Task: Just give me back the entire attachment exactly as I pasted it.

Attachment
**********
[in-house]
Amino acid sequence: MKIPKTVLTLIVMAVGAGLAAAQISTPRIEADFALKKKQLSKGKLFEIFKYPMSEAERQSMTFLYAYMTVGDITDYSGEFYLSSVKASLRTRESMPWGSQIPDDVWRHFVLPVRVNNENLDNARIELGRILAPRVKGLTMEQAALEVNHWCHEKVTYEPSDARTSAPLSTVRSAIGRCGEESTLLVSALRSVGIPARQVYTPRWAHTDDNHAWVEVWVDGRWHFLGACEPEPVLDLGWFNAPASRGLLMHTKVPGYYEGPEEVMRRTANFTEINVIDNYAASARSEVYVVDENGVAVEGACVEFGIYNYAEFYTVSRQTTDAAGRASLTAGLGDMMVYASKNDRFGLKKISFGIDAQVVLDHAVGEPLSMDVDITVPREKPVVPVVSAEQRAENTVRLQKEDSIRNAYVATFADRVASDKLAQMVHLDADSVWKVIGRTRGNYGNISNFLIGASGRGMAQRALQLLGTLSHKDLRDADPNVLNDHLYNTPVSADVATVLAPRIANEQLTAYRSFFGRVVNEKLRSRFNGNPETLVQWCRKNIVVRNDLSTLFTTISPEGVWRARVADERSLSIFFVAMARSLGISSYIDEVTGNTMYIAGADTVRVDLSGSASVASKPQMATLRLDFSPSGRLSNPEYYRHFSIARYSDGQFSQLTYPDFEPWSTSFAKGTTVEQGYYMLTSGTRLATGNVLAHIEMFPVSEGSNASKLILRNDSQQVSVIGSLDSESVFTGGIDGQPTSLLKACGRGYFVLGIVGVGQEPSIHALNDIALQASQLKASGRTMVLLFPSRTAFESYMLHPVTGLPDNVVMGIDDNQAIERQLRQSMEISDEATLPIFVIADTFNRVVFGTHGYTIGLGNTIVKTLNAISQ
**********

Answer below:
[in-house]
Amino acid sequence: MKIPKTVLTLIVMAVGAGLAAAQISTPRIEADFALKKKQLSKGKLFEIFKYPMSEAERQSMTFLYAYMTVGDITDYSGEFYLSSVKASLRTRESMPWGSQIPDDVWRHFVLPVRVNNENLDNARIELGRILAPRVKGLTMEQAALEVNHWCHEKVTYEPSDARTSAPLSTVRSAIGRCGEESTLLVSALRSVGIPARQVYTPRWAHTDDNHAWVEVWVDGRWHFLGACEPEPVLDLGWFNAPASRGLLMHTKVPGYYEGPEEVMRRTANFTEINVIDNYAASARSEVYVVDENGVAVEGACVEFGIYNYAEFYTVSRQTTDAAGRASLTAGLGDMMVYASKNDRFGLKKISFGIDAQVVLDHAVGEPLSMDVDITVPREKPVVPVVSAEQRAENTVRLQKEDSIRNAYVATFADRVASDKLAQMVHLDADSVWKVIGRTRGNYGNISNFLIGASGRGMAQRALQLLGTLSHKDLRDADPNVLNDHLYNTPVSADVATVLAPRIANEQLTAYRSFFGRVVNEKLRSRFNGNPETLVQWCRKNIVVRNDLSTLFTTISPEGVWRARVADERSLSIFFVAMARSLGISSYIDEVTGNTMYIAGADTVRVDLSGSASVASKPQMATLRLDFSPSGRLSNPEYYRHFSIARYSDGQFSQLTYPDFEPWSTSFAKGTTVEQGYYMLTSGTRLATGNVLAHIEMFPVSEGSNASKLILRNDSQQVSVIGSLDSESVFTGGIDGQPTSLLKACGRGYFVLGIVGVGQEPSIHALNDIALQASQLKASGRTMVLLFPSRTAFESYMLHPVTGLPDNVVMGIDDNQAIERQLRQSMEISDEATLPIFVIADTFNRVVFGTHGYTIGLGNTIVKTLNAISQ